18. An apparatus in accordance with claim 13, wherein said motor drive system further comprises a soft-start circuitry that is coupled to said energy storage, wherein said soft-start circuitry includes a contactor that is configured to close when the energy storage is fully charged.
Description
BACKGROUND OF THE INVENTION

This invention relates generally to aircraft engine power systems and, more particularly, to methods and apparatus for providing energy to and storing energy within or proximate to electrically driven flight control actuators.

Some known aircrafts use electrically driven flight control actuators. Although electrically driven actuators are more complex and less user-friendly than hydraulically or pneumatically driven actuators, electrically driven flight control actuators generally are lighter in weight, require less maintenance, and are more reliable than hydraulically or pneumatically driven flight control actuators. Known electrical power systems, however, channel regenerative transient energy back into the electrical power system, which increases a voltage of a primary power distribution bus. A high voltage of the primary power distribution bus may cause the bus voltage to be out of MIL-STD-704 specification, damage electric devices on the bus, or generate excessive heat on the aircraft, each of which may jeopardize a flight mission.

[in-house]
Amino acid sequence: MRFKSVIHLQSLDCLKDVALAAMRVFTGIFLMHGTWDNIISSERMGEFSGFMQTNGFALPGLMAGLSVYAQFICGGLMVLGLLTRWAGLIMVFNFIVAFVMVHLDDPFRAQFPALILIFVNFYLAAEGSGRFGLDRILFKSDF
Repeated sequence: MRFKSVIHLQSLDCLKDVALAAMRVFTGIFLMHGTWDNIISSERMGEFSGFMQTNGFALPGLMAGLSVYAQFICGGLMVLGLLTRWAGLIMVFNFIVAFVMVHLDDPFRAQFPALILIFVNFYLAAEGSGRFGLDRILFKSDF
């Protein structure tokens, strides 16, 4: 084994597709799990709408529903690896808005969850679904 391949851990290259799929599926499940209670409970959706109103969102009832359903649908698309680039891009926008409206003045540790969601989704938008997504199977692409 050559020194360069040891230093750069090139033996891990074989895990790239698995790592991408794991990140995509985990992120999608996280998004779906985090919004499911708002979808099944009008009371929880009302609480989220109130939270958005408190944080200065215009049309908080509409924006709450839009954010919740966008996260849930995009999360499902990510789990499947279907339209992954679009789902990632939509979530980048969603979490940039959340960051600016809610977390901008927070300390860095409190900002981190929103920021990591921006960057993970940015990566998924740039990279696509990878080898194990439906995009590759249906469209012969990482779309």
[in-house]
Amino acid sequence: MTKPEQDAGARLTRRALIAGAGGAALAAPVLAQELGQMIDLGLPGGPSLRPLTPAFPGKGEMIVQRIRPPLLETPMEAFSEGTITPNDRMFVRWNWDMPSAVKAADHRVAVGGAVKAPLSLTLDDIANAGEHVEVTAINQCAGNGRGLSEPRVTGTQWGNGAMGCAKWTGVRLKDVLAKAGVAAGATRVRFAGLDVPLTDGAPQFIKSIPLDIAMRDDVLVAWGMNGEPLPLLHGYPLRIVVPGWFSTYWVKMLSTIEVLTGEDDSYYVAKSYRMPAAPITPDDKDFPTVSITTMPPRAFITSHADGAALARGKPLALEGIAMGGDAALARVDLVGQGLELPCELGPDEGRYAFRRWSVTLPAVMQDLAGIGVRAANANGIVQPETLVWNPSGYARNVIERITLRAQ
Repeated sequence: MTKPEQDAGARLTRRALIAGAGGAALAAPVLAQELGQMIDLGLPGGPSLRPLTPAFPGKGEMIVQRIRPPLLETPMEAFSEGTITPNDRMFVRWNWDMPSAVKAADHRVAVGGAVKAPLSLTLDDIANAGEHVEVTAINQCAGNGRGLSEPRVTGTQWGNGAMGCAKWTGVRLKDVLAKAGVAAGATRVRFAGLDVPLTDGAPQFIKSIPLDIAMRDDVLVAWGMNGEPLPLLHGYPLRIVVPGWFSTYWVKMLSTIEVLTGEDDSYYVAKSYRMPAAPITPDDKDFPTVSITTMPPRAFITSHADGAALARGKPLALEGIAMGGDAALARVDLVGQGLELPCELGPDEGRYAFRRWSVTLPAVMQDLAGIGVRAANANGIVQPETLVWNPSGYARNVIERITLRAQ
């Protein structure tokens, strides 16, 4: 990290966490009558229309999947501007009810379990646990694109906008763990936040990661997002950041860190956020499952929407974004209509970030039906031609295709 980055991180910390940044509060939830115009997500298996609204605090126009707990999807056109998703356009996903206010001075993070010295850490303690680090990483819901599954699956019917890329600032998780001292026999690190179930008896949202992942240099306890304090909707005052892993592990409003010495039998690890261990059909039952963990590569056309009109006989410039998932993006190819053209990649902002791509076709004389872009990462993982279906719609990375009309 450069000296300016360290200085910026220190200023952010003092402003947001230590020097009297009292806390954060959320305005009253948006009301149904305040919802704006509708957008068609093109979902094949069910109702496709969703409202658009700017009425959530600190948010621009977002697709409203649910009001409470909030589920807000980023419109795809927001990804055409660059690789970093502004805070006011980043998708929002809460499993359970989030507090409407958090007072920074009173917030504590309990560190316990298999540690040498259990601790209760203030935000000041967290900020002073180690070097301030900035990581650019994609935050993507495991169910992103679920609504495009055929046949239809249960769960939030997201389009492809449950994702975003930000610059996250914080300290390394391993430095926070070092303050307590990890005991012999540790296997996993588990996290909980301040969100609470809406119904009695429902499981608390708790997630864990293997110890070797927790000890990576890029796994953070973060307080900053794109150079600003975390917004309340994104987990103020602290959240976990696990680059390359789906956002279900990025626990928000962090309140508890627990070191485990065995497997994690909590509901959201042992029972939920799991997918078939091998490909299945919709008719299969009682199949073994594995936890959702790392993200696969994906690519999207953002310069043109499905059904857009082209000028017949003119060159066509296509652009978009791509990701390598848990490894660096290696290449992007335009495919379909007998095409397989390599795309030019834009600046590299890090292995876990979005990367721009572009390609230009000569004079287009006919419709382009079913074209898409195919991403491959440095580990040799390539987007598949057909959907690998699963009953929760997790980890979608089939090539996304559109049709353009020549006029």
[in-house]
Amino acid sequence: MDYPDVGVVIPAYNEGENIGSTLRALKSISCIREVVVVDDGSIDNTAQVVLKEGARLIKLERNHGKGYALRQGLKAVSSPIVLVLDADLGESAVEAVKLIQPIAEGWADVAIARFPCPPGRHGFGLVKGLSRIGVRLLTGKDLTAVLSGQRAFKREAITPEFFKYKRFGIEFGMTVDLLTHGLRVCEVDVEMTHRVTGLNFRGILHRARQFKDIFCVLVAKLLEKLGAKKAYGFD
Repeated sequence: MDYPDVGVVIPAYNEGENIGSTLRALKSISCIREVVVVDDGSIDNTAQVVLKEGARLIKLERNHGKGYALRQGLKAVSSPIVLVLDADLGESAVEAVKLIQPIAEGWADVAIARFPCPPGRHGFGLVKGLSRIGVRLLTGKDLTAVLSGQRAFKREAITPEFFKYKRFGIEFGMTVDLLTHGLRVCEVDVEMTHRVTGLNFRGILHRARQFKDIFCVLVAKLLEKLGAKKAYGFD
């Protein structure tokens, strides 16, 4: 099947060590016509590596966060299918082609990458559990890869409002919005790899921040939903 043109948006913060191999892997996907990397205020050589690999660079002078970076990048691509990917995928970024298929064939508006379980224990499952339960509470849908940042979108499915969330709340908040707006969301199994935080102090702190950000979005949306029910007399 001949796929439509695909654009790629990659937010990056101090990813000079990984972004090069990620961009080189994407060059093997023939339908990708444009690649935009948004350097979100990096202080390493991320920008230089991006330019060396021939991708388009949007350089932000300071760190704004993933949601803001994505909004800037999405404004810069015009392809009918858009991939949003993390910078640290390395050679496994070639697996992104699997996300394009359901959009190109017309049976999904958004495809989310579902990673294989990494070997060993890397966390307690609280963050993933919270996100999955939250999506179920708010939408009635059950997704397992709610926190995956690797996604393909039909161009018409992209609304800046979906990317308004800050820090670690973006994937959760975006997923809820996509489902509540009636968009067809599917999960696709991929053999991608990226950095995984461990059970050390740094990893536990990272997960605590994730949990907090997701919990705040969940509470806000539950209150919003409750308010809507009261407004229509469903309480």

To facilitate storing transient energy, some known aircrafts use either a centralized battery based or battery/ultra-capacitor hybrid based energy storage to facilitate absorbing excessive energy returned from flight control actuators and releasing energy back to the actuators whey they require it. Using a centralized energy storage, however, may induce reliability issues to the electrical power system. For example, some known batteries have sensitive operating temperatures that, without a constant precise temperature control, may result in fires. For another example, some known batteries have sensitive battery lives that are prone to a rate and a depth of charge and discharge, especially when used in systems that require a high charging rate and an irregular pattern of charge and discharge cycles. Therefore, there is a need to provide a more reliable electrical power system that facilitates storing excessive energy returned from actuators.

BRIEF SUMMARY OF THE INVENTION

In one embodiment, a method for assembling an apparatus for use with a flight control actuator is provided. The method includes providing a motor drive system that includes a capacitor-based energy storage, the energy storage configured to store and provide energy within or proximate to the actuator; and coupling a control unit to the motor drive system, the control unit configured to facilitate managing power within or proximate to the actuator.

In another embodiment, a motor drive system for use with a flight control actuator is provided. The motor drive system includes a buck-boost converter that includes a first insulated-gate bipolar transistor, a second insulated-gate bipolar transistor, an inductor, and a capacitor-based energy storage configured to store and provide energy within or proximate to the actuator, the buck-boost converter configured to charge and discharge the energy storage.

In yet another embodiment, an apparatus for use with a flight control actuator is provided. The apparatus includes a motor drive system that includes a capacitor-based energy storage, the energy storage configured to store and provide energy within or proximate to the actuator; and a control unit coupled to the motor drive system, the control unit configured to facilitate managing power within or proximate to the actuator.

BRIEF DESCRIPTION OF THE DRAWINGS